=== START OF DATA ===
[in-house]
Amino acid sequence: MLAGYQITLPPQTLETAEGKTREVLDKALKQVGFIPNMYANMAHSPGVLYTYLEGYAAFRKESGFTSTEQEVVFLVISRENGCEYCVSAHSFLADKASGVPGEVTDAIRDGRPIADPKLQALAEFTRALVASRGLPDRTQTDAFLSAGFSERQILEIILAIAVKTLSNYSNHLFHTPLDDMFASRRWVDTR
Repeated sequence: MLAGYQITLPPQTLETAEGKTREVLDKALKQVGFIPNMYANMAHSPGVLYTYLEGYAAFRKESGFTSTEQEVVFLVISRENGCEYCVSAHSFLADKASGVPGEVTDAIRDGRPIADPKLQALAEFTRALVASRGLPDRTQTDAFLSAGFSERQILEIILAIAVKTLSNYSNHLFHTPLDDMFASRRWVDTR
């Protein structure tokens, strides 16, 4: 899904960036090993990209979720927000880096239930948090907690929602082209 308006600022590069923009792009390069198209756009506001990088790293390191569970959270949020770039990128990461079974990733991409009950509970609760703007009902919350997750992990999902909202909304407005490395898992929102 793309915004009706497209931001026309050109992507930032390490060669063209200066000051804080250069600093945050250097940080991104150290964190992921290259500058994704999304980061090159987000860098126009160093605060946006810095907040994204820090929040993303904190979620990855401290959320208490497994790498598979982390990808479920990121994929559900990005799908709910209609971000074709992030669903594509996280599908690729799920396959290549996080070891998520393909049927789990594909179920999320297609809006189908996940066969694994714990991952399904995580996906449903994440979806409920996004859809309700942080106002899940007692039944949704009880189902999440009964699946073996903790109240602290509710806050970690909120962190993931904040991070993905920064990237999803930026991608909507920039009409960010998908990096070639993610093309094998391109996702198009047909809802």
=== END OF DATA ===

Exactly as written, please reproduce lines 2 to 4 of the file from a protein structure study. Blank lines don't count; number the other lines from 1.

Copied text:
Amino acid sequence: MLAGYQITLPPQTLETAEGKTREVLDKALKQVGFIPNMYANMAHSPGVLYTYLEGYAAFRKESGFTSTEQEVVFLVISRENGCEYCVSAHSFLADKASGVPGEVTDAIRDGRPIADPKLQALAEFTRALVASRGLPDRTQTDAFLSAGFSERQILEIILAIAVKTLSNYSNHLFHTPLDDMFASRRWVDTR
Repeated sequence: MLAGYQITLPPQTLETAEGKTREVLDKALKQVGFIPNMYANMAHSPGVLYTYLEGYAAFRKESGFTSTEQEVVFLVISRENGCEYCVSAHSFLADKASGVPGEVTDAIRDGRPIADPKLQALAEFTRALVASRGLPDRTQTDAFLSAGFSERQILEIILAIAVKTLSNYSNHLFHTPLDDMFASRRWVDTR
């Protein structure tokens, strides 16, 4: 899904960036090993990209979720927000880096239930948090907690929602082209 308006600022590069923009792009390069198209756009506001990088790293390191569970959270949020770039990128990461079974990733991409009950509970609760703007009902919350997750992990999902909202909304407005490395898992929102 793309915004009706497209931001026309050109992507930032390490060669063209200066000051804080250069600093945050250097940080991104150290964190992921290259500058994704999304980061090159987000860098126009160093605060946006810095907040994204820090929040993303904190979620990855401290959320208490497994790498598979982390990808479920990121994929559900990005799908709910209609971000074709992030669903594509996280599908690729799920396959290549996080070891998520393909049927789990594909179920999320297609809006189908996940066969694994714990991952399904995580996906449903994440979806409920996004859809309700942080106002899940007692039944949704009880189902999440009964699946073996903790109240602290509710806050970690909120962190993931904040991070993905920064990237999803930026991608909507920039009409960010998908990096070639993610093309094998391109996702198009047909809802």